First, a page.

Here’s How You Can Do Yr Bit For At-Risk Youth This Month Bc Times Are Tough

Content warning: This article discusses domestic violence and mental health.

If you’d like to speak to someone about domestic violence, please call the 1800 Respect hotline on 1800 737 732 or chat online.
Under 25? You can reach Kids Helpline at 1800 55 1800 or chat online.

If you need mental health support, please call Lifeline on 13 11 14 or chat online.

It’s tough constantly seeing an influx of articles and stories reminding you that the cost of living crisis is not only real but getting worse. For younger generations, this news has been having an increased impact on their mental health.

In an article by The Guardian, it was reported that around 1.2 million Australian primary school kids were living in poverty as a result of COVID and the cost of living crisis. Whether it’s due to losing a primary caretaker to COVID, a family member losing their job or just wage stagnation, more families are slipping into poverty each year. The results of financial struggles impacting kids have meant that students are feeling increasingly anxious about everything from going to school, to when they’ll even be able to eat.

This anxiety is impacting student learning, as state NAPLANs have shown a decrease in student averages in literacy, as 15 per cent of year nine students failed to reach the national minimum achievement standards. Some students have noted that financial struggles impact how they socialise with others in school, as not being able to afford to socialise or have new clothes creates a barrier to entry for them.

With financial tensions rising, domestic violence increasing, a rise in LGBTQ+ discrimination and a mental health crisis being underway, this has meant more kids are now significantly at risk.

A way you can help at-risk youth this time of year is to consider donating to a charity that focuses on giving kids the support they need, especially as winter starts to settle in.

From now, until the end of October, Return and Earn are raising funds for Youth Off The Streets, a prominent charity that offers a variety of support services to disadvantaged young people who are homeless, or at risk of becoming homeless.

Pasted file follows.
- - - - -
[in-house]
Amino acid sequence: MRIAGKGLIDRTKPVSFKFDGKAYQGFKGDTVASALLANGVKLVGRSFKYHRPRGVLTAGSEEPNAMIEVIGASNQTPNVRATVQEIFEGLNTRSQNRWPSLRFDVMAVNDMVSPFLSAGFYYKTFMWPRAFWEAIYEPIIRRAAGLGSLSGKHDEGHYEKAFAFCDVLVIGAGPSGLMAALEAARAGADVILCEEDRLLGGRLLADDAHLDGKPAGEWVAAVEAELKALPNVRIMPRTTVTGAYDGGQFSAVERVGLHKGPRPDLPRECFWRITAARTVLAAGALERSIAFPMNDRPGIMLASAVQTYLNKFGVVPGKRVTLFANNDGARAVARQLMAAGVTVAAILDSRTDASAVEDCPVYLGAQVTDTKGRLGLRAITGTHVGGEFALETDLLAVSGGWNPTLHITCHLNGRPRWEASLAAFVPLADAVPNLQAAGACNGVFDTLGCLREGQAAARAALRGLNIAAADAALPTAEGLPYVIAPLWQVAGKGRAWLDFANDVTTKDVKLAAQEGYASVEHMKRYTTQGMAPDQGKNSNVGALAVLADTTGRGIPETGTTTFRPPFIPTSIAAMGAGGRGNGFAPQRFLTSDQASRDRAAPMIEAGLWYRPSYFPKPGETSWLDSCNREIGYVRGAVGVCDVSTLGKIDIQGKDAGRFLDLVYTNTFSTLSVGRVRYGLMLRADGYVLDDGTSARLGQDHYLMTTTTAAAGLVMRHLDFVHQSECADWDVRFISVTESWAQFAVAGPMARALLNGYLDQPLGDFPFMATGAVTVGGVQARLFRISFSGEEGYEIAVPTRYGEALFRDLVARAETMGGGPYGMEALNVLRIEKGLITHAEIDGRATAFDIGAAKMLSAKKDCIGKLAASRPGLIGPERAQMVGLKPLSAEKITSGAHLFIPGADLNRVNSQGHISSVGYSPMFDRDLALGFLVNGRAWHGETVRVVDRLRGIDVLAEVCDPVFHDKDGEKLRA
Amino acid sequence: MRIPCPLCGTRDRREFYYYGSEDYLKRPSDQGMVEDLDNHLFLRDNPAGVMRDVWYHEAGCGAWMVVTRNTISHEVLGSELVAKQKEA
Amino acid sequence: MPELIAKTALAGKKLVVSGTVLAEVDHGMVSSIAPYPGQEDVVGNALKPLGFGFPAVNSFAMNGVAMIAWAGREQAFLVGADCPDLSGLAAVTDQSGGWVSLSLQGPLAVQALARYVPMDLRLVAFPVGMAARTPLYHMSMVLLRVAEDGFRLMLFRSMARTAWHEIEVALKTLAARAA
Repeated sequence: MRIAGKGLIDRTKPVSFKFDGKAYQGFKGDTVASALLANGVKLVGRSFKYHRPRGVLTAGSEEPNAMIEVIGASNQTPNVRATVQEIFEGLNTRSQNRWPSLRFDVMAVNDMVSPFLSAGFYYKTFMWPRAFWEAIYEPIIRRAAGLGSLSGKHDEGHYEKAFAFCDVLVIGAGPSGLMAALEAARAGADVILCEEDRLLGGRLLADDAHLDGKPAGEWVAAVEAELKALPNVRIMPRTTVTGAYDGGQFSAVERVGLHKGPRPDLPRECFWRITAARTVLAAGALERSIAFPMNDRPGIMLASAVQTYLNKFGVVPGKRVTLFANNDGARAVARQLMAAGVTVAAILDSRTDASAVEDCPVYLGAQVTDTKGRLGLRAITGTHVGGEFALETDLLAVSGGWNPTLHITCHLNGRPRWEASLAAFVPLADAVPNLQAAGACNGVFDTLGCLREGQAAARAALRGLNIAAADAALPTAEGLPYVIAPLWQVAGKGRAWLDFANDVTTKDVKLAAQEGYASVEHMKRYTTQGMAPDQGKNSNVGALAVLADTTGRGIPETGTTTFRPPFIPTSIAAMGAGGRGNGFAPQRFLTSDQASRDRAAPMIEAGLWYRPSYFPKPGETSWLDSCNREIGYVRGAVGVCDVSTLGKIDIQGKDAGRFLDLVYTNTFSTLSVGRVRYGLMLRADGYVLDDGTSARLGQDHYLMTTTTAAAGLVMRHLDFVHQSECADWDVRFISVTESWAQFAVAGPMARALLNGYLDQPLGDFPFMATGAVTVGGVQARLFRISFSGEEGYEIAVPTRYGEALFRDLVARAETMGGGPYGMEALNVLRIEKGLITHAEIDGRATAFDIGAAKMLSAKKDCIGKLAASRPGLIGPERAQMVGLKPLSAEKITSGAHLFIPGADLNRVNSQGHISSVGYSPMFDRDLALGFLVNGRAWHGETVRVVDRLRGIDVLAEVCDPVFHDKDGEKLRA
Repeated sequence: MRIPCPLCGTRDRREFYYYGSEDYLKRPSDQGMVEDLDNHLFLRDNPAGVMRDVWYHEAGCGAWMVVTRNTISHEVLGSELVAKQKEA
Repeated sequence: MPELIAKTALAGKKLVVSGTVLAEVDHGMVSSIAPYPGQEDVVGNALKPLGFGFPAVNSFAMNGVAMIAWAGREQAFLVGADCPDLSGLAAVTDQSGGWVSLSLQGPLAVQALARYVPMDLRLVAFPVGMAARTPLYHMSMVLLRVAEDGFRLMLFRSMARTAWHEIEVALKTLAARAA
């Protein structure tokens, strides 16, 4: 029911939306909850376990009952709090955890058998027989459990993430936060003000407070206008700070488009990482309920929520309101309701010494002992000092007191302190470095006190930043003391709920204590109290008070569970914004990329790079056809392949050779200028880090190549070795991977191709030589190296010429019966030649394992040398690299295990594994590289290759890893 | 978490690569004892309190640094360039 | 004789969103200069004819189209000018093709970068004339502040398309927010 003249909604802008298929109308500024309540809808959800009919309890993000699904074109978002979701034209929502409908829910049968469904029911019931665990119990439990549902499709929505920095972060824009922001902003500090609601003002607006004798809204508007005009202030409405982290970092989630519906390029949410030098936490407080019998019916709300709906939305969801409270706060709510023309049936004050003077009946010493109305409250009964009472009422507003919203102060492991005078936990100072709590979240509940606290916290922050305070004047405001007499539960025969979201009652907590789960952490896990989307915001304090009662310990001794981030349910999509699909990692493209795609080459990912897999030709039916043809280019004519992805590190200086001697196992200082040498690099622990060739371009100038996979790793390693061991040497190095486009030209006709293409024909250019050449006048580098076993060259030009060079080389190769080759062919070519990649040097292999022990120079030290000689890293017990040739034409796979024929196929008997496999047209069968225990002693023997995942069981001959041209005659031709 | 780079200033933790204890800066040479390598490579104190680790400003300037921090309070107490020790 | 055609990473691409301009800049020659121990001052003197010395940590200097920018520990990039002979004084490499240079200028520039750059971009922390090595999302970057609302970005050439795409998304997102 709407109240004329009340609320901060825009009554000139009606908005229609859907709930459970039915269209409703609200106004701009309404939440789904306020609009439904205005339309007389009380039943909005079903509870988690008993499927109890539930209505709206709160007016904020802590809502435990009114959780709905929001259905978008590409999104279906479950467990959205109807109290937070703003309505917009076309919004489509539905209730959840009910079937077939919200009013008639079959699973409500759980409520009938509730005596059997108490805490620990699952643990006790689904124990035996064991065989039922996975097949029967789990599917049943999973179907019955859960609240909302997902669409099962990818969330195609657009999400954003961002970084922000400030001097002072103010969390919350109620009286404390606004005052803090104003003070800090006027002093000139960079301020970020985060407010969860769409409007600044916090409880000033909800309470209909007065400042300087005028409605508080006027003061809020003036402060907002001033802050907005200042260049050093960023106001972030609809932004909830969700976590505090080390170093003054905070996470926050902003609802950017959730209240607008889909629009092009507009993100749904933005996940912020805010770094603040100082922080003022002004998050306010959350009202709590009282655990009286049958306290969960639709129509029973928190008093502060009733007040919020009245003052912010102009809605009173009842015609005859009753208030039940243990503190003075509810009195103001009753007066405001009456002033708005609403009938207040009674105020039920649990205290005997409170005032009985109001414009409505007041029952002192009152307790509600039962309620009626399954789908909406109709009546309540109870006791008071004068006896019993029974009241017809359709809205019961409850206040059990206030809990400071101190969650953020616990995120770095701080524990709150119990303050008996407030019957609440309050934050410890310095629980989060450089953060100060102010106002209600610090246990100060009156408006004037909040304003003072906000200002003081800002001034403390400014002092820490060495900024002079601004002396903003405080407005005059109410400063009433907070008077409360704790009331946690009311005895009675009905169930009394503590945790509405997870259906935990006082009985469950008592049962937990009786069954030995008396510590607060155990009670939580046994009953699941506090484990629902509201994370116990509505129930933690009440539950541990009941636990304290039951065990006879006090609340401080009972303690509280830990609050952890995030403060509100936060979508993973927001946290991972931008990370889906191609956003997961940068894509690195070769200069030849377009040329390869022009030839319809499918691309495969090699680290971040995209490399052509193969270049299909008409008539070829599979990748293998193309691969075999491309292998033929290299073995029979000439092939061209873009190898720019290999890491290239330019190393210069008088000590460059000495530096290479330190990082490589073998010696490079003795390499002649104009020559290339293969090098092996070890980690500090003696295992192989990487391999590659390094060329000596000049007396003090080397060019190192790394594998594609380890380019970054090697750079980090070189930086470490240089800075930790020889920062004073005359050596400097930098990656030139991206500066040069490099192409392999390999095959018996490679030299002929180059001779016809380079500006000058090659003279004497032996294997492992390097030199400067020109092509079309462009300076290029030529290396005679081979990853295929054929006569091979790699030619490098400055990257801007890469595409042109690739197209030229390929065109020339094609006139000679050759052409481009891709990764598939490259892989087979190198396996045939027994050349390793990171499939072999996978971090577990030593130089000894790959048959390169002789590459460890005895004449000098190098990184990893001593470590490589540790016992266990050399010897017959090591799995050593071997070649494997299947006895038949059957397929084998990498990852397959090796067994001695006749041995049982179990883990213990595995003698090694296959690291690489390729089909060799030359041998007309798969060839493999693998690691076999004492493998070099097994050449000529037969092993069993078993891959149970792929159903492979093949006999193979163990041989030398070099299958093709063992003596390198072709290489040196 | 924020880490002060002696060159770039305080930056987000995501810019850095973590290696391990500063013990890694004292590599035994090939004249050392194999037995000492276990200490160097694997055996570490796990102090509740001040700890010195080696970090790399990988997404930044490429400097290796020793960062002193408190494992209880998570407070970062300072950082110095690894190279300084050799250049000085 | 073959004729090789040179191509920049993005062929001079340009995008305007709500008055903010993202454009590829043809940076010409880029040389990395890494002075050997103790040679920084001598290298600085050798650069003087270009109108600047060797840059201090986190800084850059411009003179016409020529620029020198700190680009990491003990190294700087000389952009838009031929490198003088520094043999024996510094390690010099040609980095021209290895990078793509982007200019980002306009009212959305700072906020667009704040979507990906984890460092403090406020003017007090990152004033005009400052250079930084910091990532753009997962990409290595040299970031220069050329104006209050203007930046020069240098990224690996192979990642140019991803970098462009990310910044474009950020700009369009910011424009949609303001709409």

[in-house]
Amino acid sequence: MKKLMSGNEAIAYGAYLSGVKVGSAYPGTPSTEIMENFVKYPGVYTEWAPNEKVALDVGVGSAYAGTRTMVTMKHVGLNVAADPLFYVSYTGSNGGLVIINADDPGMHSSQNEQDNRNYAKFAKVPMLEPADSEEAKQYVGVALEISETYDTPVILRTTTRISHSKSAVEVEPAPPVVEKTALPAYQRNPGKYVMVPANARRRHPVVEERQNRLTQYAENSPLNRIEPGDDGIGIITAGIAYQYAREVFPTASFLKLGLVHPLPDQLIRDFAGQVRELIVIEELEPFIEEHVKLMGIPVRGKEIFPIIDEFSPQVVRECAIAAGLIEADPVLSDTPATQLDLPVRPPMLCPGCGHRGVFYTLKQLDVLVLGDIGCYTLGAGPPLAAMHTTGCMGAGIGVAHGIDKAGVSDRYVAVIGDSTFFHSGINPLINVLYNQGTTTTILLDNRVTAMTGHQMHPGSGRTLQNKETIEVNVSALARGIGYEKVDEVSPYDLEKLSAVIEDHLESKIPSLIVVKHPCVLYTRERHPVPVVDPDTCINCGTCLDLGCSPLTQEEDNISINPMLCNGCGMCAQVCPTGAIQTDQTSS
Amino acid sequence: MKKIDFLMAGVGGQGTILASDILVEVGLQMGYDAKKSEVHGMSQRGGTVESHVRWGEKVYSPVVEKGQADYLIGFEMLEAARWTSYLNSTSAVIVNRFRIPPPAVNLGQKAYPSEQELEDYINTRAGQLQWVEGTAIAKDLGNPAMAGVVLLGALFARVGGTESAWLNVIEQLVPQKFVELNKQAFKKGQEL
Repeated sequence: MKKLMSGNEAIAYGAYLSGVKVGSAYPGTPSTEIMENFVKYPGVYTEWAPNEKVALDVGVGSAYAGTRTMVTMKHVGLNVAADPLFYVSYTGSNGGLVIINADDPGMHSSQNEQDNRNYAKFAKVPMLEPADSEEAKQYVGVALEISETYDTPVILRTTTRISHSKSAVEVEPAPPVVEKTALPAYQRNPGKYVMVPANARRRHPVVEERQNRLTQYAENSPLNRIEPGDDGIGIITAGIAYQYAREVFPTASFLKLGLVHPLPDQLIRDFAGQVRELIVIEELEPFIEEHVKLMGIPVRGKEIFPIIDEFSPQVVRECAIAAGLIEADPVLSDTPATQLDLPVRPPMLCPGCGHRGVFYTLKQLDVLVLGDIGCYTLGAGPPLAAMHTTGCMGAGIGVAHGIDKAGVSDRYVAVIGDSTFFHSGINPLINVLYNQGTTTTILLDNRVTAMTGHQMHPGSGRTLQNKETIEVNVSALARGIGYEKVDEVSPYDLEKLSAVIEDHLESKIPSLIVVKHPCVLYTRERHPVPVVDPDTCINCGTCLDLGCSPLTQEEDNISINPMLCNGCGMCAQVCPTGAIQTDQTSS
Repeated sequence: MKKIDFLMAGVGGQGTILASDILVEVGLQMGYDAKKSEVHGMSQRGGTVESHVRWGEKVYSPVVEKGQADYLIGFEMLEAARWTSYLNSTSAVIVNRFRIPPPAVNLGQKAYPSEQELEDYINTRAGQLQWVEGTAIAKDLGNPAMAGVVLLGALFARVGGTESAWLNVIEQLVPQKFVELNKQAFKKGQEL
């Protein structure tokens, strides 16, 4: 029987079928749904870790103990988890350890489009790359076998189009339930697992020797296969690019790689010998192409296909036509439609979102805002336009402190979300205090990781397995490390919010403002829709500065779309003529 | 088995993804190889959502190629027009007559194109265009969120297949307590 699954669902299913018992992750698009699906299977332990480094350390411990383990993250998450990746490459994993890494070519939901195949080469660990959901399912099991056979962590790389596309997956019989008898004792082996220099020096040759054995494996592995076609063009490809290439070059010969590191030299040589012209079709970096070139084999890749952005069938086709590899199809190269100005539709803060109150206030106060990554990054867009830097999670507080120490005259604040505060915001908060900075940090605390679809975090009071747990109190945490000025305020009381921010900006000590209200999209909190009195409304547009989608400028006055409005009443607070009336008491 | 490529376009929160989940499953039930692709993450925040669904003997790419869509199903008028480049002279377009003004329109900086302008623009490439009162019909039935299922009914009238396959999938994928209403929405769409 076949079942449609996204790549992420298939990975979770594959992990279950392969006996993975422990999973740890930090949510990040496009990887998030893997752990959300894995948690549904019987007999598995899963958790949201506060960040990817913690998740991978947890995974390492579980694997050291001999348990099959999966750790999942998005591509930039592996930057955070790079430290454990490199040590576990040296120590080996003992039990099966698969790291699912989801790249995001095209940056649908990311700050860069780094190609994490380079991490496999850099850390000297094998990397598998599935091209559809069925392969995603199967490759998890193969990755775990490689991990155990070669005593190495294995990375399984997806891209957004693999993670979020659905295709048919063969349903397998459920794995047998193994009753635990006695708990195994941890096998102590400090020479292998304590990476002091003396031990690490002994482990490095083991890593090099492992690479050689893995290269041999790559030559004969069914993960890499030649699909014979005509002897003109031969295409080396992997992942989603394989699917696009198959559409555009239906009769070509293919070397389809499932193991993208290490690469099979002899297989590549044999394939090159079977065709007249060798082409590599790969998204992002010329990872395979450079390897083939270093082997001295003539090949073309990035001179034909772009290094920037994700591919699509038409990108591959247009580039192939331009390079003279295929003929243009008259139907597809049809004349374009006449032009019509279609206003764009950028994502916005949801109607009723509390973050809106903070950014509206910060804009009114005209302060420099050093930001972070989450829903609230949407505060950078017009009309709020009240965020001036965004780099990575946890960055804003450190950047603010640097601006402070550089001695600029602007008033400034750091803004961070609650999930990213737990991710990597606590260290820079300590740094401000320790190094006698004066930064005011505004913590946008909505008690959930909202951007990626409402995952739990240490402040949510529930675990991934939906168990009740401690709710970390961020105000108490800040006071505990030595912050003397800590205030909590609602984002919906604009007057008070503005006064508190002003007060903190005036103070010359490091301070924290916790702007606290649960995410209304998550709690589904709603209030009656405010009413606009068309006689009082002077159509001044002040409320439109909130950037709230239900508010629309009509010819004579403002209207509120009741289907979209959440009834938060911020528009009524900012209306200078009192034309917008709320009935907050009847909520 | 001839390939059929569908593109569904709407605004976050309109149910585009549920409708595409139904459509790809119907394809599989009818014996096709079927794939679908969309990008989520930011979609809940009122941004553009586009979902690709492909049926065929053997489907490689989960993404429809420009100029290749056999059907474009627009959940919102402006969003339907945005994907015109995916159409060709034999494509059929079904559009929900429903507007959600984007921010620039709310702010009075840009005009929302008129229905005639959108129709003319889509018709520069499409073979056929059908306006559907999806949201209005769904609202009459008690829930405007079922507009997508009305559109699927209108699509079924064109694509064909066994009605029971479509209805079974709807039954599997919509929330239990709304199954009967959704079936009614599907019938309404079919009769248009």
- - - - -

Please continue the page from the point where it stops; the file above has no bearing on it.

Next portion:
In NSW, Return and Earn is the state’s container deposit scheme and largest litter reduction initiative. Save your empty drink bottles and cans and drop them off at a machine or depot for 10 cents each. They’ll be sent to recyclers and you can donate your refund directly to Youth Off The Streets.

Donating your drink container refunds is super easy – when visiting one of the hundreds of Return and Earn machines in NSW, you can select the donate option on the screen or use the Return and Earn app. You can also donate at automated depots using the bag drop service via the app. 100% of your refund goes to Youth Off The Streets to be spent on helping lift kids out of poverty.

Charities and community groups have raised over $42 million through Return and Earn through donations and fees for hosting return points. The last major fundraising appeal saw more than 1.5 million containers recycled and raised more than $157,000 to help restore and protect habitats crucial to the survival of endangered animals, so it’s a tried and tested way to do good for both the community and the land we live on.

Youth Off The Streets has a target of 1 million containers donated, which will raise $100K to help provide crisis accommodation, education options and access to caseworkers to support disadvantaged youth. But they can only get there with your help.

If you’d like to donate and help disadvantaged and vulnerable young kids, you can find your nearest return point on this map or on the Return and Earn app.

Image: Good Will Hunting